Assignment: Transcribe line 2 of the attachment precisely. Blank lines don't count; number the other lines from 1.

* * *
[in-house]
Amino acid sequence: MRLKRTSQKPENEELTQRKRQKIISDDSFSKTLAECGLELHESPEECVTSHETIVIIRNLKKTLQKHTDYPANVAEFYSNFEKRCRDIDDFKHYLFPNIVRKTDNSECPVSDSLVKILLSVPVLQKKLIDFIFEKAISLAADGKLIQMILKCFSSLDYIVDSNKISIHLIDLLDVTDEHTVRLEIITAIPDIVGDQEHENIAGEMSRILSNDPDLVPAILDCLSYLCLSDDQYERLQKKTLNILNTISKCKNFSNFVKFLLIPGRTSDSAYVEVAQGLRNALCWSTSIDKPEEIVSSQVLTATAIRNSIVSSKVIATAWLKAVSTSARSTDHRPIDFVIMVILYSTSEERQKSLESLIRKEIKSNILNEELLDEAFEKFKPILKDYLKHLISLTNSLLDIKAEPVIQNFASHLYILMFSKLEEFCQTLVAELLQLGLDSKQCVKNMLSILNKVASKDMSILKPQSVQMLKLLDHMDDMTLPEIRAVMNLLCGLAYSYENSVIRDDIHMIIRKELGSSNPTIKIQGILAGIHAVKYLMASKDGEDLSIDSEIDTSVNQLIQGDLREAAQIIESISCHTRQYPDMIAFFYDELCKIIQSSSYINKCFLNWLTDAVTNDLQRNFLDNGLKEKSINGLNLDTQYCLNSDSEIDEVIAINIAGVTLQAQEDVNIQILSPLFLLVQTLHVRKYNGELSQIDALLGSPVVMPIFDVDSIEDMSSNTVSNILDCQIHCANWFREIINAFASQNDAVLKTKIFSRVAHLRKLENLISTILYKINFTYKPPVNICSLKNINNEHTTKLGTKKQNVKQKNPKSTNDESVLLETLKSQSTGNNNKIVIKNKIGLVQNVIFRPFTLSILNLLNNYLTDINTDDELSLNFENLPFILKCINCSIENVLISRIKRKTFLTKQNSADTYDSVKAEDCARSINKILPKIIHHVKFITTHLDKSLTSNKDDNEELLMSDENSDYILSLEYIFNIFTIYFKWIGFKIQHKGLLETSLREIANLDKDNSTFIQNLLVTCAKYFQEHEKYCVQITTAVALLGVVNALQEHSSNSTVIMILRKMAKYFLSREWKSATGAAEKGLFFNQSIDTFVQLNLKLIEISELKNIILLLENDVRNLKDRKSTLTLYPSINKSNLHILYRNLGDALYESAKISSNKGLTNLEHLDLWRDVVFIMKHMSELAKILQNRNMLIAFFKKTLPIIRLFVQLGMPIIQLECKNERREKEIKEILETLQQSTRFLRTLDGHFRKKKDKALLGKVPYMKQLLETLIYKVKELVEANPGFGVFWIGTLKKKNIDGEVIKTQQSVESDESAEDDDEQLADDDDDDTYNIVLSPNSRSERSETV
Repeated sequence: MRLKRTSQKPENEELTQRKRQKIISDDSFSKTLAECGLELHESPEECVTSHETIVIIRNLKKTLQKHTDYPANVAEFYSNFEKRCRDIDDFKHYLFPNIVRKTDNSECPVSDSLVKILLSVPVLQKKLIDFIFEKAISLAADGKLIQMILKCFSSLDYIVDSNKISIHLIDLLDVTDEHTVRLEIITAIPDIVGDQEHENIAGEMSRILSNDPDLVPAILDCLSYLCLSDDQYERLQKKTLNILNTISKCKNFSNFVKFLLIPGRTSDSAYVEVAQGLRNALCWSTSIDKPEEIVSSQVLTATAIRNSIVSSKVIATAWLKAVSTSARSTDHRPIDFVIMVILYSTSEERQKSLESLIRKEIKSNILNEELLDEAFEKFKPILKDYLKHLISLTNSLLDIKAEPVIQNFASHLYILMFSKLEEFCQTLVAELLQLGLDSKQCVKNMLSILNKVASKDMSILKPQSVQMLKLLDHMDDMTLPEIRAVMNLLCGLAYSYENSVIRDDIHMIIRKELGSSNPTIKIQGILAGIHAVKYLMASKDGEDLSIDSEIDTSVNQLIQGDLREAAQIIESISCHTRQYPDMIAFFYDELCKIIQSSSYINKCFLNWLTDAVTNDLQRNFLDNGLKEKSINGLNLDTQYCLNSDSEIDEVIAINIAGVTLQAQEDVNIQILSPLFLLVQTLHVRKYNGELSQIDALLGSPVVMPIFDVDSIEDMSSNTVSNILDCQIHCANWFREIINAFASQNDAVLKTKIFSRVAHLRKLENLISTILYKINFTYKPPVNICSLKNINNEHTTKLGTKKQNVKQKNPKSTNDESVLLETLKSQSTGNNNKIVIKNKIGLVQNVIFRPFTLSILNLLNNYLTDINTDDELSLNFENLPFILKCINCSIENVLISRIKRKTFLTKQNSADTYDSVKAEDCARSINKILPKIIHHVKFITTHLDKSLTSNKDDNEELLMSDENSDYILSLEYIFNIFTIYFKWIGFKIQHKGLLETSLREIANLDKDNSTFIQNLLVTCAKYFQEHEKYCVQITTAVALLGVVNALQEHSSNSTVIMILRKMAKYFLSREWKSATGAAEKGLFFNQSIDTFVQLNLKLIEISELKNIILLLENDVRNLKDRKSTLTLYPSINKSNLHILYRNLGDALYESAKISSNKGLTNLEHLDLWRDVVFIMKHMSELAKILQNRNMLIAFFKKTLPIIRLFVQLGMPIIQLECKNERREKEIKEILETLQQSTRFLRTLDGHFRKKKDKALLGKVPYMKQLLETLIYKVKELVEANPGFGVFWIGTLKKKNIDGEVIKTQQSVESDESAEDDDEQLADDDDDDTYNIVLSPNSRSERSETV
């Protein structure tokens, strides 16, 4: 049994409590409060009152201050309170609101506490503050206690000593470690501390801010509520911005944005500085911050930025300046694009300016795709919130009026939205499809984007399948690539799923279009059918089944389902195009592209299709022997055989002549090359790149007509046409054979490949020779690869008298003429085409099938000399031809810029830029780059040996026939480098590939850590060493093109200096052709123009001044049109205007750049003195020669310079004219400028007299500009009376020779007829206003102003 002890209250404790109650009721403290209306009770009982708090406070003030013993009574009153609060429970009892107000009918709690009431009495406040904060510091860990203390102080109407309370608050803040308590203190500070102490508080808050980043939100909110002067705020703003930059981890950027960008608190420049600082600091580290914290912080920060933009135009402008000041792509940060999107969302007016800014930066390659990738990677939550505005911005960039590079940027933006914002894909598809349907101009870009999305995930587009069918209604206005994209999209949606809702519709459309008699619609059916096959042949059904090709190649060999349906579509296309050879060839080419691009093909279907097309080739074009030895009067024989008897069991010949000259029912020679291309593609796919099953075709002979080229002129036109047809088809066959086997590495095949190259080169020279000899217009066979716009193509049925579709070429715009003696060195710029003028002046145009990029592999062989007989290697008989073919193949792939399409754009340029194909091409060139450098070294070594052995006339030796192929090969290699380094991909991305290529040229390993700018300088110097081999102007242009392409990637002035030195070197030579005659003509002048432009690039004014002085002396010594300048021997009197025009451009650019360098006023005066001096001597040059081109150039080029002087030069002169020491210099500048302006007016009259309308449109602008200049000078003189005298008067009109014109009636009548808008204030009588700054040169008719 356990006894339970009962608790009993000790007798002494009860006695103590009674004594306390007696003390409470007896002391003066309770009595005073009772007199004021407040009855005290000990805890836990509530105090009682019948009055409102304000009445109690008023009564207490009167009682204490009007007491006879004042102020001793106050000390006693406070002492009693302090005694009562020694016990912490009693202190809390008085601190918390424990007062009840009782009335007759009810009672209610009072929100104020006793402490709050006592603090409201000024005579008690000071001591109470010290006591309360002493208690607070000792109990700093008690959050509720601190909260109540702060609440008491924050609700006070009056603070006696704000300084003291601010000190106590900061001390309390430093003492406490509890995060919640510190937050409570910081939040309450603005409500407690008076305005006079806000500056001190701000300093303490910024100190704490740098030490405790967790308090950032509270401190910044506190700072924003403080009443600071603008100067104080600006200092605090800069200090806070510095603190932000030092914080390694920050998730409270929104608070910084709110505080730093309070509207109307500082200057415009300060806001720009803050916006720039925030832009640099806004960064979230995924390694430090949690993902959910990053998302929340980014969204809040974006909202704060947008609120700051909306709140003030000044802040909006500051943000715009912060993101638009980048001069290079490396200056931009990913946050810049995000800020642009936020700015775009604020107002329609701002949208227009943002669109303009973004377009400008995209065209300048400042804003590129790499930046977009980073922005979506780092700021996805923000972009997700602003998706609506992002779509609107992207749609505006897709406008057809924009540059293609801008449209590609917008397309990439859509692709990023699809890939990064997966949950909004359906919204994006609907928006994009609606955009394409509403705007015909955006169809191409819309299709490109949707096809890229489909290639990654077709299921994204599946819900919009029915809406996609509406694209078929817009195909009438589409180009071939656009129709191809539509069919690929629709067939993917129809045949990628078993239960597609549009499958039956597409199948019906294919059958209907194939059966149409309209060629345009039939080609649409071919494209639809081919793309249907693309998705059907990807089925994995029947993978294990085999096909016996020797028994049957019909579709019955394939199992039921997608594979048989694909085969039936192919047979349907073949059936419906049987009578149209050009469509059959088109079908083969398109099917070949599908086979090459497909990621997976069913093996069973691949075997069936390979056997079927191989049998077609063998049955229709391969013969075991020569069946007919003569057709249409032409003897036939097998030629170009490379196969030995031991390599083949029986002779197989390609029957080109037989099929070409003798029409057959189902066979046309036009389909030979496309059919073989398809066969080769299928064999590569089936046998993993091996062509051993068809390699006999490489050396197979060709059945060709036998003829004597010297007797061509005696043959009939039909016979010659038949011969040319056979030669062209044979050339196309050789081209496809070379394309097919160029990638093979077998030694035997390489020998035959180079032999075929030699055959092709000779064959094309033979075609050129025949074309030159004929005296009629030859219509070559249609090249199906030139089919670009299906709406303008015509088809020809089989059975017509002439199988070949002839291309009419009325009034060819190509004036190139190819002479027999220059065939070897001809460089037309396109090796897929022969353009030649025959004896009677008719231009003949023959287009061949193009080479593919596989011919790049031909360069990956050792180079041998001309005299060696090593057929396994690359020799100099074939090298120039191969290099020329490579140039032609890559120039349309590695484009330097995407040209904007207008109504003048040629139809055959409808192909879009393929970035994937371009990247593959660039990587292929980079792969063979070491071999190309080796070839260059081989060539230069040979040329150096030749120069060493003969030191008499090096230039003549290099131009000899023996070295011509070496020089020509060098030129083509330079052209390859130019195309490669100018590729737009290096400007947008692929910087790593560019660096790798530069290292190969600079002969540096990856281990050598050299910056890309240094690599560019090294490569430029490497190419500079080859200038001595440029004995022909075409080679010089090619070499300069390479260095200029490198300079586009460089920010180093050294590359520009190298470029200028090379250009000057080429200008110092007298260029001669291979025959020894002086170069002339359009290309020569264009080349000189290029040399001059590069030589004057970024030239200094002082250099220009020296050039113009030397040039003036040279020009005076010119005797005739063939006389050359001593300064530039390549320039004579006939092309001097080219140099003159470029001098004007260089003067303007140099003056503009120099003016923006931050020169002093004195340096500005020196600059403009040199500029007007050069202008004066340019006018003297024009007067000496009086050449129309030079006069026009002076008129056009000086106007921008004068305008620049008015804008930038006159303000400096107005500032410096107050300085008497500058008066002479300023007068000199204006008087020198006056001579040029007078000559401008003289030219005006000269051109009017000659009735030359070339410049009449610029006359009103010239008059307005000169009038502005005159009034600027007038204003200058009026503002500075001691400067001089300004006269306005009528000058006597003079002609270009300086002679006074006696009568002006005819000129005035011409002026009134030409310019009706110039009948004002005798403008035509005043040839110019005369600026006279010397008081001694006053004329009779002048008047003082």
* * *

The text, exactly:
Amino acid sequence: MRLKRTSQKPENEELTQRKRQKIISDDSFSKTLAECGLELHESPEECVTSHETIVIIRNLKKTLQKHTDYPANVAEFYSNFEKRCRDIDDFKHYLFPNIVRKTDNSECPVSDSLVKILLSVPVLQKKLIDFIFEKAISLAADGKLIQMILKCFSSLDYIVDSNKISIHLIDLLDVTDEHTVRLEIITAIPDIVGDQEHENIAGEMSRILSNDPDLVPAILDCLSYLCLSDDQYERLQKKTLNILNTISKCKNFSNFVKFLLIPGRTSDSAYVEVAQGLRNALCWSTSIDKPEEIVSSQVLTATAIRNSIVSSKVIATAWLKAVSTSARSTDHRPIDFVIMVILYSTSEERQKSLESLIRKEIKSNILNEELLDEAFEKFKPILKDYLKHLISLTNSLLDIKAEPVIQNFASHLYILMFSKLEEFCQTLVAELLQLGLDSKQCVKNMLSILNKVASKDMSILKPQSVQMLKLLDHMDDMTLPEIRAVMNLLCGLAYSYENSVIRDDIHMIIRKELGSSNPTIKIQGILAGIHAVKYLMASKDGEDLSIDSEIDTSVNQLIQGDLREAAQIIESISCHTRQYPDMIAFFYDELCKIIQSSSYINKCFLNWLTDAVTNDLQRNFLDNGLKEKSINGLNLDTQYCLNSDSEIDEVIAINIAGVTLQAQEDVNIQILSPLFLLVQTLHVRKYNGELSQIDALLGSPVVMPIFDVDSIEDMSSNTVSNILDCQIHCANWFREIINAFASQNDAVLKTKIFSRVAHLRKLENLISTILYKINFTYKPPVNICSLKNINNEHTTKLGTKKQNVKQKNPKSTNDESVLLETLKSQSTGNNNKIVIKNKIGLVQNVIFRPFTLSILNLLNNYLTDINTDDELSLNFENLPFILKCINCSIENVLISRIKRKTFLTKQNSADTYDSVKAEDCARSINKILPKIIHHVKFITTHLDKSLTSNKDDNEELLMSDENSDYILSLEYIFNIFTIYFKWIGFKIQHKGLLETSLREIANLDKDNSTFIQNLLVTCAKYFQEHEKYCVQITTAVALLGVVNALQEHSSNSTVIMILRKMAKYFLSREWKSATGAAEKGLFFNQSIDTFVQLNLKLIEISELKNIILLLENDVRNLKDRKSTLTLYPSINKSNLHILYRNLGDALYESAKISSNKGLTNLEHLDLWRDVVFIMKHMSELAKILQNRNMLIAFFKKTLPIIRLFVQLGMPIIQLECKNERREKEIKEILETLQQSTRFLRTLDGHFRKKKDKALLGKVPYMKQLLETLIYKVKELVEANPGFGVFWIGTLKKKNIDGEVIKTQQSVESDESAEDDDEQLADDDDDDTYNIVLSPNSRSERSETV